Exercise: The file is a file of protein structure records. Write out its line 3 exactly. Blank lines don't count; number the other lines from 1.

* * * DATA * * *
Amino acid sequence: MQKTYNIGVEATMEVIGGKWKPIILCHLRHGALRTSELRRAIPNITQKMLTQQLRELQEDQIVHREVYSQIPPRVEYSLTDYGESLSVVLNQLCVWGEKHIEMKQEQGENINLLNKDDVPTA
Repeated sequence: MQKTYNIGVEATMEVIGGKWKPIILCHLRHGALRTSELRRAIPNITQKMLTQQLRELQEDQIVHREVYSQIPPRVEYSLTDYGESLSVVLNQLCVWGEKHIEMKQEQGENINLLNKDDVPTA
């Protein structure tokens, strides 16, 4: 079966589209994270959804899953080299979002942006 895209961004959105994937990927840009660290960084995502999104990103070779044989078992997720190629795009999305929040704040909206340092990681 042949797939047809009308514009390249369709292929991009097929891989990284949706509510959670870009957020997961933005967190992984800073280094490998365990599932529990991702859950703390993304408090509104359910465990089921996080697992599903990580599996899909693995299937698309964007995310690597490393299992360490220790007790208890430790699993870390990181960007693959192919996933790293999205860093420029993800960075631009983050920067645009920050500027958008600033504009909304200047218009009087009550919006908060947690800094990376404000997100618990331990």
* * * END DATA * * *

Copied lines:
């Protein structure tokens, strides 16, 4: 079966589209994270959804899953080299979002942006 895209961004959105994937990927840009660290960084995502999104990103070779044989078992997720190629795009999305929040704040909206340092990681 042949797939047809009308514009390249369709292929991009097929891989990284949706509510959670870009957020997961933005967190992984800073280094490998365990599932529990991702859950703390993304408090509104359910465990089921996080697992599903990580599996899909693995299937698309964007995310690597490393299992360490220790007790208890430790699993870390990181960007693959192919996933790293999205860093420029993800960075631009983050920067645009920050500027958008600033504009909304200047218009009087009550919006908060947690800094990376404000997100618990331990």